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to our shared efforts to counter terrorism. gratuitously peddling falsehoods and doing nothing to set the record straight would be a gift to our enemies. a very strong word from someone out of public position but still in public life and well-connected. there's a sense that an apology needs to be forthcoming from the white house, at least officially. something needs to come out this week. >> and when these hearings get under way in just a matter of hours now, and fbi director comey starts to testify, what would britain be rookilooking f here apart from some indication of an apology, not coming from his lips though. >> this one has clearly said there's no way gchq would have hacked into president-elect's systems. you'd need the signoff on the foreign secretary to do that. and they wouldn't do that even
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if they had the capability. and the sense is that's the truth from everyone in the private sector. we have boris johnson visiting washington for a meeting later this week. he's going to meet trump officials. a lot of pressure on him to clarify what happened here and make it clear that these allegations against british intelligence really aren't true. they want to hear something clear from the trump administration, actually. >> indeed, our max foster watching that story very closely from london, where it is 6:16 in the morning. many thanks. and of course, stay with cnn for live coverage of the house hearing on russia. it all begins at 9:00 a.m. eastern team here in the united states. that's 1:00 p.m. in london and t and 9:00 p.m. in hong kong. u.s. president trump is reacting to north korea's test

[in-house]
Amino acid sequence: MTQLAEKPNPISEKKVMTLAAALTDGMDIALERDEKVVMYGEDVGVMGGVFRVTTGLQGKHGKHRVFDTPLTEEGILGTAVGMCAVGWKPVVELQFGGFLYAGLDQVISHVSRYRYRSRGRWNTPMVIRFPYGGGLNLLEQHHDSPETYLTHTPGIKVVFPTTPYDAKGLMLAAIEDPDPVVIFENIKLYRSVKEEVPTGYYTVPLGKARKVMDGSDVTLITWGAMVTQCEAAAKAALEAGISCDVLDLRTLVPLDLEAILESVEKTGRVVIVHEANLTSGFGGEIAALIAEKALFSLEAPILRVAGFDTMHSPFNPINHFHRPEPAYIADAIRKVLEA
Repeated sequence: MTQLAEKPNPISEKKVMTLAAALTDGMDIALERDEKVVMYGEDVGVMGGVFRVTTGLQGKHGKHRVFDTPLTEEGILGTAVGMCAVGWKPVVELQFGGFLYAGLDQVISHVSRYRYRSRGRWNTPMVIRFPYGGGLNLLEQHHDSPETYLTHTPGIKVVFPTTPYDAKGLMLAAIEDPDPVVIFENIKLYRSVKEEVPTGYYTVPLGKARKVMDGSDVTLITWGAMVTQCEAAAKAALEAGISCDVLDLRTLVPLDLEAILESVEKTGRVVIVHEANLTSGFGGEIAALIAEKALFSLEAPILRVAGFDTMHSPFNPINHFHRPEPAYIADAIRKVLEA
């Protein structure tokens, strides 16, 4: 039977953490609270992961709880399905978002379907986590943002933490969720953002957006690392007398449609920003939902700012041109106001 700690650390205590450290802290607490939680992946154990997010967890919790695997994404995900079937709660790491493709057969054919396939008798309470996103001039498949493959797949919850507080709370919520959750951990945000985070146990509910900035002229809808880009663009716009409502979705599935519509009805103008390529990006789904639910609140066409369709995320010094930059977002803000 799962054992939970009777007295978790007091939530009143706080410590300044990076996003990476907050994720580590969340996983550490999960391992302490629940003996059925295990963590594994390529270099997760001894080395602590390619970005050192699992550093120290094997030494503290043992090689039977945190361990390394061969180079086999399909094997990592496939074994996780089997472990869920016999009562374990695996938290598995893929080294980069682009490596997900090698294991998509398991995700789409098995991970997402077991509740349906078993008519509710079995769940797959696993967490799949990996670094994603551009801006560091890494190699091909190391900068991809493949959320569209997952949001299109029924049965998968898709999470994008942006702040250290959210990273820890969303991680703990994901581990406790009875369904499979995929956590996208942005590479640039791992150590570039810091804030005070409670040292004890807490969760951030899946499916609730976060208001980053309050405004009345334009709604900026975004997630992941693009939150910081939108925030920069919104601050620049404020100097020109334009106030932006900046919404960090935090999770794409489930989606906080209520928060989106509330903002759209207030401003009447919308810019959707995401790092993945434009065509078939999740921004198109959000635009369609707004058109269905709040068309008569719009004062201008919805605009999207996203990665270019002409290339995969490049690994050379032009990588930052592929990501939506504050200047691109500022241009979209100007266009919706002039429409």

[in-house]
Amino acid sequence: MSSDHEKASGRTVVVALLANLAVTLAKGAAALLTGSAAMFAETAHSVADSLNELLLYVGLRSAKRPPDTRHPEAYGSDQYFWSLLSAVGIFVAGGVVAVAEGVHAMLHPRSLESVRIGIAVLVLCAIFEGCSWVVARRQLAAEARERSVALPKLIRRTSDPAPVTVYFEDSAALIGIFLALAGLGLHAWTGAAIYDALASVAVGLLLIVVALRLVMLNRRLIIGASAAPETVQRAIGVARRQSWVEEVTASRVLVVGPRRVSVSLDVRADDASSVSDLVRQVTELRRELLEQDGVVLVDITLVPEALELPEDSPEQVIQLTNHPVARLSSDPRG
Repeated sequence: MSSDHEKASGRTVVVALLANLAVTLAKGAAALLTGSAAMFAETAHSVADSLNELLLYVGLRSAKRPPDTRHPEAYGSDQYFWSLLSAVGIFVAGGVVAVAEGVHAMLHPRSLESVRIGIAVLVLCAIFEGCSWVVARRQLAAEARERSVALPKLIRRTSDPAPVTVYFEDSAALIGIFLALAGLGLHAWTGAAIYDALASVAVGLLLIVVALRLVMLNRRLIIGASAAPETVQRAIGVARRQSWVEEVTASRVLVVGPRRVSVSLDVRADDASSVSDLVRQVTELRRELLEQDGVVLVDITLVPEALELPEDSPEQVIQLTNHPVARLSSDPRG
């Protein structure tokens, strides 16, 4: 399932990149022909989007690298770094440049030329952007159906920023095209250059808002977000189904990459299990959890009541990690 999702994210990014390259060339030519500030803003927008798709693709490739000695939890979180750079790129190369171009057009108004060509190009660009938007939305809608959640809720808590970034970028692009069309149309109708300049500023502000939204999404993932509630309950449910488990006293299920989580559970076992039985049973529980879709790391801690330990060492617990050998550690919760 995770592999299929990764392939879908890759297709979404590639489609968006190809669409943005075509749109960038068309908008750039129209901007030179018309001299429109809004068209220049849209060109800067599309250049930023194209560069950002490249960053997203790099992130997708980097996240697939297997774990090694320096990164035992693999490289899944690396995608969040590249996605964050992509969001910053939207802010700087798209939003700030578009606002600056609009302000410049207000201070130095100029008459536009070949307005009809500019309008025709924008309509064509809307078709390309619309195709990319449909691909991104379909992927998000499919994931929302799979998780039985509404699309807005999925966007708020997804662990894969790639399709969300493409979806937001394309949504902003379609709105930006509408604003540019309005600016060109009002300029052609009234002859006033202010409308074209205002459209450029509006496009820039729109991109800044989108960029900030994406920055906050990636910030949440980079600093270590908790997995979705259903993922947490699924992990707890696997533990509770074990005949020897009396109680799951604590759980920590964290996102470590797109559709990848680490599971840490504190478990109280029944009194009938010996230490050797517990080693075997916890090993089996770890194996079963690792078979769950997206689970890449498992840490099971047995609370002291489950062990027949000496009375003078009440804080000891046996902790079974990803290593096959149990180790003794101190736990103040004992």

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announcer: get on your feet for the nastiest bull in the state of texas. ♪ ♪ why is my son having trouble i[beep]ol? finding lowest airfare to istanbul. no. i'm tired of fighting with my son over his homework. [beep] home wok restaurant. need a review? no! he's smart but his mind wanders. [beep] seven wonders of the world. why don't you understand me? [beep] i do. i was trying to show how connor feels every day. redirecting to understood.org narrator: join parents and experts at understood.org. a free online resource about learning and attention issues to help your child thrive. welcome back. south korea says pyongyang has
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made, quote, meaningful progress by testing a powerful rocket engine. that technology could help north korea develop a long-range missile. china is urging the united states to take a cool-headed approach with leader kim jong un. on sunday, u.s. president trump did not give details on how he plans to deal with north korea. >> have meetings on north korea. he's acting very, very badly. i will tell you he's acting badly. >> cnn's alexandra field joins us from seoul in south korea. what's south korea saying about what this powerful rocket engine might be used for and ha what i means by its reference to pyongyang's progress. >> reporter: they're saying that this is significant or meaningful progress because of the fact that they look at this as a development of a new engine all together, a main engine that has four auxiliary engines and that further analysis is needed
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to determine the thrust of its engine and determine what this could be used for. but military analysts are weighing in a bit more quickly than that saying that it seems that these kinds of developments to the rocket system could bring north korea closer to its objectives of launching an intercontinental ballistic missile, something that kim jong un has been threatening he is ready to test this year. this test of the engine seems timed for maximum provocation, it coincided with rex tillerson's visit to the rejoan. weig he was in beijing at the time. it draws attention to missile launches this month. satellite imagery is showing signs that north korea could be preparing for yet another nuclear test. and that it is preparing, potentially, for yet more missile tests. we've seen them ratchet up their progress with their missile program. they've advanced their test. they've now tested some 24